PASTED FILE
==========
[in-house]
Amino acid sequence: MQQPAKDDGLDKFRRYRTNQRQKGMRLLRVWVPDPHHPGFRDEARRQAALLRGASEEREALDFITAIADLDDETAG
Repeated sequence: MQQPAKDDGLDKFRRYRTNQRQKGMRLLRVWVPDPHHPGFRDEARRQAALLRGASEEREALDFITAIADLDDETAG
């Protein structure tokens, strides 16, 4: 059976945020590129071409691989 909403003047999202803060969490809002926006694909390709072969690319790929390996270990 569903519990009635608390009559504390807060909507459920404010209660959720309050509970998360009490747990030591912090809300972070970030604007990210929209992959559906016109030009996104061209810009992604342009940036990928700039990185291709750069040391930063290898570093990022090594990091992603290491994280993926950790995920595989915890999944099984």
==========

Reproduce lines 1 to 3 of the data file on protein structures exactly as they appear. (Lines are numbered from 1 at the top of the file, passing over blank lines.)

[in-house]
Amino acid sequence: MQQPAKDDGLDKFRRYRTNQRQKGMRLLRVWVPDPHHPGFRDEARRQAALLRGASEEREALDFITAIADLDDETAG
Repeated sequence: MQQPAKDDGLDKFRRYRTNQRQKGMRLLRVWVPDPHHPGFRDEARRQAALLRGASEEREALDFITAIADLDDETAG